By guest blogger Suzanne Livesay, Straz Center Vice President of Education and Community Engagement
Mask wearing has been a topic of conversation in the United States for almost three months and counting. A required piece of attire as we reintroduce our on-site summer camps at Patel Conservatory will be the mask. No matter how one might feel about them at this time in history, the mask has played a variety of important roles throughout the years and across cultures.
Historically speaking, masks are known to have been used for religious ceremonies dating back almost 3500 years ago in Ancient China and Ancient Egyptians placed stylized masks on the faces of their dead. Among the most splendid of the Egyptian burial portrait masks is the one created about 1350 BCE for the pharaoh Tutankhamen. By the 3rd century AD, golden burial masks were worn by the mummies of Inca royalty and features were generic representations of these ancient Mexicans.
Perhaps most familiar to our Patel Conservatory students are the masks of western theater. The Greeks introduced masks during the 6th Century BC with Thespis, the rumored father of the Western actor, receiving credit. Masks were used to depict characters, were exaggerated, enlarged and even contained built-in megaphones to help them be seen and heard throughout the outdoor amphitheaters of the day.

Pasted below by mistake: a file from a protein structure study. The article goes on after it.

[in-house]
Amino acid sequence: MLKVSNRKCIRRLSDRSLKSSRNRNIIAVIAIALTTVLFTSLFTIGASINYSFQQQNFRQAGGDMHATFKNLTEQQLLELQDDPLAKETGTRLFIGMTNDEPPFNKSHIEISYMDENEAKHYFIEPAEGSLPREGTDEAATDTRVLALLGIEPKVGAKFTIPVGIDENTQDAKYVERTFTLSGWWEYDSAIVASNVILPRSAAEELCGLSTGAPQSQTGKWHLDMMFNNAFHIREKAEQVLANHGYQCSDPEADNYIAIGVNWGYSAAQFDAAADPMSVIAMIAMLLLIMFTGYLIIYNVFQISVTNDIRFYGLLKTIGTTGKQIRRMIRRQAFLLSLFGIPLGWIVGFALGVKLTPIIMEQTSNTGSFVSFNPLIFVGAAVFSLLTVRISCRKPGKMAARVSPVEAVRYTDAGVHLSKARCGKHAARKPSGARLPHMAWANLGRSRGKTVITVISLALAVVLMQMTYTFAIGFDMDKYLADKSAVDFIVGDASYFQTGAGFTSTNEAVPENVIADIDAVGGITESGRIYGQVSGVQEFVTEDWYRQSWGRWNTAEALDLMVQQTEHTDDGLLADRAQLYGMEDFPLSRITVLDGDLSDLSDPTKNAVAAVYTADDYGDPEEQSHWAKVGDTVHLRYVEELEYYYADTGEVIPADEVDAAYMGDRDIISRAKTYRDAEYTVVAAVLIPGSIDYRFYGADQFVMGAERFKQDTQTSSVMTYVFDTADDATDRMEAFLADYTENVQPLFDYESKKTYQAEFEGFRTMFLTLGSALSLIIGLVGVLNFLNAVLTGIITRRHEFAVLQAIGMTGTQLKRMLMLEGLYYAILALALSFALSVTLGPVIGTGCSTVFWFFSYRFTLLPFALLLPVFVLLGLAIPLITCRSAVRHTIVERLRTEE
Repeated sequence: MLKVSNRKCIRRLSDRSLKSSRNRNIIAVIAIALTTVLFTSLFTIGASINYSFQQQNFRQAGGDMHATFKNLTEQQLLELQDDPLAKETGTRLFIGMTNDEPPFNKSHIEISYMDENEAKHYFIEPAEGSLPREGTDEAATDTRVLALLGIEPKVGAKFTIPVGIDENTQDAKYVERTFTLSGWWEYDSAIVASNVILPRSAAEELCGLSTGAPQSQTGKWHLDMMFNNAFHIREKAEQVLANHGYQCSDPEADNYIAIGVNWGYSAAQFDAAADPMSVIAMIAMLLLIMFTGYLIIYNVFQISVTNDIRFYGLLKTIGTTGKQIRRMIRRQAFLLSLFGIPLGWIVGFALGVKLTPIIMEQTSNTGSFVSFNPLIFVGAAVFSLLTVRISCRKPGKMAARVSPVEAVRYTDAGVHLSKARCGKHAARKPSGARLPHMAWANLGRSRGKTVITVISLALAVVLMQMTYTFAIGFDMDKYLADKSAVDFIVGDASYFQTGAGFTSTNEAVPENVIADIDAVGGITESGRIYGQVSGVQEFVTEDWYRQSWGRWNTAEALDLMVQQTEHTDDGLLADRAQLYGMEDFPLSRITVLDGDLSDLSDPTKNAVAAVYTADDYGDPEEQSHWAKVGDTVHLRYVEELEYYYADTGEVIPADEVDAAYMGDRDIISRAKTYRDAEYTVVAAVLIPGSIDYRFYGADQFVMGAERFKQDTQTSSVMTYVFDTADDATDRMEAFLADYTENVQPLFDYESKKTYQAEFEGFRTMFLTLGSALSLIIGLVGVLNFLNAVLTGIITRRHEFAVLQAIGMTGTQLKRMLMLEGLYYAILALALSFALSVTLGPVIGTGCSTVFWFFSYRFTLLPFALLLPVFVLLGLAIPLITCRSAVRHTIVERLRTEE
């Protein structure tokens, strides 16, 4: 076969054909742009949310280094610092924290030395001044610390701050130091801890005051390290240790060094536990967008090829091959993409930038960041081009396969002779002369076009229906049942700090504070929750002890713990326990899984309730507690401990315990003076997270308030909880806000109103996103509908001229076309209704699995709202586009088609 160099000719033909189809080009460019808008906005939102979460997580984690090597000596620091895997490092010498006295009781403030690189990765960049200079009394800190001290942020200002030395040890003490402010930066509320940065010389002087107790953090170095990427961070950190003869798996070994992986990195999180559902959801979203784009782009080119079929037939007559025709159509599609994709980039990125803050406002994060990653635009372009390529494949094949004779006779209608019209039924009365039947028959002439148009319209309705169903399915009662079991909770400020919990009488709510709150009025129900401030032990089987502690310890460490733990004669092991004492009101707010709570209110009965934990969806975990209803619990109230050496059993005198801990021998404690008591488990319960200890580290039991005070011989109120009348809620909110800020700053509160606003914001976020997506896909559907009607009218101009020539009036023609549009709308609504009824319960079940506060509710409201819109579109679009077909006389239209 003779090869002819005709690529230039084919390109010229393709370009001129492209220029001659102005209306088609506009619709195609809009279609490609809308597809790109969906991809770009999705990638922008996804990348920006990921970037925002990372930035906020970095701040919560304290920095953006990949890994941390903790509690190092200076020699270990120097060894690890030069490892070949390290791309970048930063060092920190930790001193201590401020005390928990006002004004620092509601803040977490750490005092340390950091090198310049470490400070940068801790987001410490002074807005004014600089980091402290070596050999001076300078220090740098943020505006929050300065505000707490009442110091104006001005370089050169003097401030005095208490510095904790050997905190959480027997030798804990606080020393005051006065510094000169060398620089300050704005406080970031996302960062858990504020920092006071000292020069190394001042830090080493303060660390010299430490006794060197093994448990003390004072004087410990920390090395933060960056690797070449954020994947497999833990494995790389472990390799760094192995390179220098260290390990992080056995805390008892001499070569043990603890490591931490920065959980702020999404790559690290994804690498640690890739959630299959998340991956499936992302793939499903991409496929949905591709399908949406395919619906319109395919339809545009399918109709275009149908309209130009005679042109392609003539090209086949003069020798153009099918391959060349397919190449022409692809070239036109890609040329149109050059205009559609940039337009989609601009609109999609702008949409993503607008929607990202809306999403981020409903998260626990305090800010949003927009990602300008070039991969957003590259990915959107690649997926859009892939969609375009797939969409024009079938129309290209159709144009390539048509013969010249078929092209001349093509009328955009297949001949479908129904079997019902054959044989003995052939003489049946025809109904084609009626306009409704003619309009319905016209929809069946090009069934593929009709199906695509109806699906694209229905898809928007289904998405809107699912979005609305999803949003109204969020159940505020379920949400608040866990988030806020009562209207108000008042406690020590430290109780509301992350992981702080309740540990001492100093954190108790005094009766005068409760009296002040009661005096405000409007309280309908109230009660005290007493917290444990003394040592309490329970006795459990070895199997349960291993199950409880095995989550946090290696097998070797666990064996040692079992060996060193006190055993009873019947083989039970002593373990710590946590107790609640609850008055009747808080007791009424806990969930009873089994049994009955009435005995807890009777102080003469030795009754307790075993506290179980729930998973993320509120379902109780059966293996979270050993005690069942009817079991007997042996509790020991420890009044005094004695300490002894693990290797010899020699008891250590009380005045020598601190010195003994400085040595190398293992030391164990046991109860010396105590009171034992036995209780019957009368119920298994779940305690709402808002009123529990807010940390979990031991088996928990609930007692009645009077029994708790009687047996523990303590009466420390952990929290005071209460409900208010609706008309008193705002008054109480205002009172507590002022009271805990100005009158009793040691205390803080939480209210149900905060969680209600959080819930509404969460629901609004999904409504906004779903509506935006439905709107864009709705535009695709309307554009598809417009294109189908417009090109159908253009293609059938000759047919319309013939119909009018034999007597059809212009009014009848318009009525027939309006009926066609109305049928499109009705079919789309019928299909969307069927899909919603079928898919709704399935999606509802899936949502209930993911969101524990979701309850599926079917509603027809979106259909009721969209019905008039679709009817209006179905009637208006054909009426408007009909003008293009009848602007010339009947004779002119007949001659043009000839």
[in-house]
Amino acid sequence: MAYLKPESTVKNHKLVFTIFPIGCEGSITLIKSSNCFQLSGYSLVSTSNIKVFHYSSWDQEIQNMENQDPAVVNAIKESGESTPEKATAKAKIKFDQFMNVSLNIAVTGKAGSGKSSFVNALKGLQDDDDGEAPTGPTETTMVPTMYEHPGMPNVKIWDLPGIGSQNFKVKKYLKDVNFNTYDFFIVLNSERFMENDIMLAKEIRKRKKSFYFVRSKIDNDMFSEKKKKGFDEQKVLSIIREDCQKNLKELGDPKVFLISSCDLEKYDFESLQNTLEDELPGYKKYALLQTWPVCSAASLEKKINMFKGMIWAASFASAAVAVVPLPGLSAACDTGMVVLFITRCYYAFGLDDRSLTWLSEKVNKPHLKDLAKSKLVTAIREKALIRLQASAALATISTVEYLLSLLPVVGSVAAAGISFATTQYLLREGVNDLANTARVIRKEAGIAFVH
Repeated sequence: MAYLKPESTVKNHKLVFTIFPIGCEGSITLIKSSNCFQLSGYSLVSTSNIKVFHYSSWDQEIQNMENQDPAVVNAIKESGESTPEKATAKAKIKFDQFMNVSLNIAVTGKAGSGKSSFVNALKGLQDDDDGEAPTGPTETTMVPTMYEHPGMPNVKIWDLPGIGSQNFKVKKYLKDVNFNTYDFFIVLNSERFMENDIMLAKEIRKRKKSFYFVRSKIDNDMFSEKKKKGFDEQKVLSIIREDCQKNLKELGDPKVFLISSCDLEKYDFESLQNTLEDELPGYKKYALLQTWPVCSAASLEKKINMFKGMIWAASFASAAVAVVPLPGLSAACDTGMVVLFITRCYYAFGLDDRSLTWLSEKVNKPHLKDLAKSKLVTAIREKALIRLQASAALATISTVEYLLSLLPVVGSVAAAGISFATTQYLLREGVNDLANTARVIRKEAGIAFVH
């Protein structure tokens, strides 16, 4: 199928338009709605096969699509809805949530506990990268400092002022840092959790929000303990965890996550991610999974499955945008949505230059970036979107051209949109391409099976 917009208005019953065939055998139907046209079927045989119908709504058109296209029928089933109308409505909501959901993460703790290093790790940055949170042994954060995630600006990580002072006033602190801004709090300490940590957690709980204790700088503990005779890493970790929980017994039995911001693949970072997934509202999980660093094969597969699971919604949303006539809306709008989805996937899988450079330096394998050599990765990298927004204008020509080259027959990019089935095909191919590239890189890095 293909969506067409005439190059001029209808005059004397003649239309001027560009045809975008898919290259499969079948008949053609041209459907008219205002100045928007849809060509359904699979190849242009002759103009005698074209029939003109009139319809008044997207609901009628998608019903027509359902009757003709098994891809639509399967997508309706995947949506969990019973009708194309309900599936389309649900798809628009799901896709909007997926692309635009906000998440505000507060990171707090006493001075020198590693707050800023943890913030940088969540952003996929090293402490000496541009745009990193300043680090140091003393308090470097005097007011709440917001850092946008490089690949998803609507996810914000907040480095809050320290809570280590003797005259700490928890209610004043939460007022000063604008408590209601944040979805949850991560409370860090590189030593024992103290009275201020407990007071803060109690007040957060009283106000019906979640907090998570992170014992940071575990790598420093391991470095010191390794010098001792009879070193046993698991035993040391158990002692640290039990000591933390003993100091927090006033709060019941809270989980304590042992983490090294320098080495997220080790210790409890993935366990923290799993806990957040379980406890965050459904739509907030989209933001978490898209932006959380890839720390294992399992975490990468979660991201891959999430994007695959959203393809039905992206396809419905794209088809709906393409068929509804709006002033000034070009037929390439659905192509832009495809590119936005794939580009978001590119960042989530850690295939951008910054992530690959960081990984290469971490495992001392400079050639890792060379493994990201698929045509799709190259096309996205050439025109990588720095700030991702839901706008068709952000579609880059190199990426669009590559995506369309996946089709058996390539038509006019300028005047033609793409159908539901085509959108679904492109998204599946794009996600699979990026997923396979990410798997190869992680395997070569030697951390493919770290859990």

Since the 14th century, Japanese Noh drama used about 125 named varieties of masks classified into five general types: old persons, gods, goddesses, devils, and goblins. Colors were used in a traditional and general manner to depict each type. Theatrical dance dramas called wayang wong, common in Indonesian culture, introduced the use of masks in 18th century which were not only performed for entertainment, but also believed to safeguard against disasters.
Other cultures, such as American Indians, African and Oceanic peoples utilized masks as part of ceremonies occurring at certain times of the year set aside to honor ancestors. Masks were worn reflecting the ancestor being honored. Still other cultures don large colorful helmet-like masks after initiation into adulthood, like those worn in western and central regions of Democratic Republic of the Congo. Believing the human spirit could switch back and forth from human to animal form, Northwest Coast Indians devised mechanical masks with movable parts to reveal a second face.
Though the masks we’ll use when Patel Conservatory classes and camps return to the Straz Center may not be as ornate, symbolic, or complex as the masks that are part of human history, they’ll symbolize initial steps toward being able to gather and create together again. The tradition of mask wearing for remembrance, celebration and festival that started so long ago re-emerges today. This time, providing an opportunity for student performers to once again dream, reach, discover and create–signaling the end of our intermission.
Reference: Encyclopedia Britannica online (brittanica.com)